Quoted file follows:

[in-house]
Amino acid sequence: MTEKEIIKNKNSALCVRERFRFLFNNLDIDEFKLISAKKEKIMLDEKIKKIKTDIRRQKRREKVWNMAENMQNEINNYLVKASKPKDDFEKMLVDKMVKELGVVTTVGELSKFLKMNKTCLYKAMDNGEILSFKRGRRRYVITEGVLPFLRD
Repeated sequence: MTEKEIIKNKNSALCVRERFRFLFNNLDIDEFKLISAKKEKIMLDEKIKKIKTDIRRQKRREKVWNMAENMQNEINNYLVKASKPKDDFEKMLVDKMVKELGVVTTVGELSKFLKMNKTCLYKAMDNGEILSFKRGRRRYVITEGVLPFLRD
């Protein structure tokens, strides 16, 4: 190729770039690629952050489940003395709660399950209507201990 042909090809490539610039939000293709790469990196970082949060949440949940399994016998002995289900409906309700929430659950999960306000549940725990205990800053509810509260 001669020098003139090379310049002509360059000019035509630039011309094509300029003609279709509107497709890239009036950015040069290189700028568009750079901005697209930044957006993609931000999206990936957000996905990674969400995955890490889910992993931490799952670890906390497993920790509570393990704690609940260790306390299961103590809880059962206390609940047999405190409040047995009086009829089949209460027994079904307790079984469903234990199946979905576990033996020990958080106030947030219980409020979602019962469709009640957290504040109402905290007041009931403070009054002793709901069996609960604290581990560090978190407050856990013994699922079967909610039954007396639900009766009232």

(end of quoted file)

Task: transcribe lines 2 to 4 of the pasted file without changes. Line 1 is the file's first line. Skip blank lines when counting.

Amino acid sequence: MTEKEIIKNKNSALCVRERFRFLFNNLDIDEFKLISAKKEKIMLDEKIKKIKTDIRRQKRREKVWNMAENMQNEINNYLVKASKPKDDFEKMLVDKMVKELGVVTTVGELSKFLKMNKTCLYKAMDNGEILSFKRGRRRYVITEGVLPFLRD
Repeated sequence: MTEKEIIKNKNSALCVRERFRFLFNNLDIDEFKLISAKKEKIMLDEKIKKIKTDIRRQKRREKVWNMAENMQNEINNYLVKASKPKDDFEKMLVDKMVKELGVVTTVGELSKFLKMNKTCLYKAMDNGEILSFKRGRRRYVITEGVLPFLRD
């Protein structure tokens, strides 16, 4: 190729770039690629952050489940003395709660399950209507201990 042909090809490539610039939000293709790469990196970082949060949440949940399994016998002995289900409906309700929430659950999960306000549940725990205990800053509810509260 001669020098003139090379310049002509360059000019035509630039011309094509300029003609279709509107497709890239009036950015040069290189700028568009750079901005697209930044957006993609931000999206990936957000996905990674969400995955890490889910992993931490799952670890906390497993920790509570393990704690609940260790306390299961103590809880059962206390609940047999405190409040047995009086009829089949209460027994079904307790079984469903234990199946979905576990033996020990958080106030947030219980409020979602019962469709009640957290504040109402905290007041009931403070009054002793709901069996609960604290581990560090978190407050856990013994699922079967909610039954007396639900009766009232």